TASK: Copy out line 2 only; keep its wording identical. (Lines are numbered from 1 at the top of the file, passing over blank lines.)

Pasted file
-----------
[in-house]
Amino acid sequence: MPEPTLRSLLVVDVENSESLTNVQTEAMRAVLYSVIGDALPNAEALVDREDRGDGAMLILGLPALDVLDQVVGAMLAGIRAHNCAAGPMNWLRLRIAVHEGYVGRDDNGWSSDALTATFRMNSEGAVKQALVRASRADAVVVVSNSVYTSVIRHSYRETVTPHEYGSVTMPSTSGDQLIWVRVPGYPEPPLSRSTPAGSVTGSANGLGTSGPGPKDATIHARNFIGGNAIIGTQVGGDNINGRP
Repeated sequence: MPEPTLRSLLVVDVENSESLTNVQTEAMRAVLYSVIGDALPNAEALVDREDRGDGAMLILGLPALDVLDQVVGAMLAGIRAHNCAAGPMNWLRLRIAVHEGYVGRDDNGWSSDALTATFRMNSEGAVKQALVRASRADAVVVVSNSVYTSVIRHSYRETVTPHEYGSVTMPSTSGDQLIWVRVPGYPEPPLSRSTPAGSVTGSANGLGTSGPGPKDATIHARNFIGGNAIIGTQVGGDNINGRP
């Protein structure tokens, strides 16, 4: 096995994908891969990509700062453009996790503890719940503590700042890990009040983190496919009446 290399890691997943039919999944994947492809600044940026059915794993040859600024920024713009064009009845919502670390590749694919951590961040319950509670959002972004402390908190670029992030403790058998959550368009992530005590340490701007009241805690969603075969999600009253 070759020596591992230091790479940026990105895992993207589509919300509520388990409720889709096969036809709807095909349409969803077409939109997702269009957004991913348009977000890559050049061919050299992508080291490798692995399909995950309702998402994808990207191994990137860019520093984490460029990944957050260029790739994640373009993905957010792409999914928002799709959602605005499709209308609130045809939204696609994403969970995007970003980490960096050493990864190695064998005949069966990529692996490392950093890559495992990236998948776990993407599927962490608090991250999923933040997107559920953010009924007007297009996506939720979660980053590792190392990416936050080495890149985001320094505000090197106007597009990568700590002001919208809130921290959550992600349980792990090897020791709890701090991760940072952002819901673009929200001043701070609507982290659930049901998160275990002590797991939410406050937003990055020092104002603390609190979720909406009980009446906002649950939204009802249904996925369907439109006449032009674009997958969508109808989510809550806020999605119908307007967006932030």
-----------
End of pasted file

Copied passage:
Amino acid sequence: MPEPTLRSLLVVDVENSESLTNVQTEAMRAVLYSVIGDALPNAEALVDREDRGDGAMLILGLPALDVLDQVVGAMLAGIRAHNCAAGPMNWLRLRIAVHEGYVGRDDNGWSSDALTATFRMNSEGAVKQALVRASRADAVVVVSNSVYTSVIRHSYRETVTPHEYGSVTMPSTSGDQLIWVRVPGYPEPPLSRSTPAGSVTGSANGLGTSGPGPKDATIHARNFIGGNAIIGTQVGGDNINGRP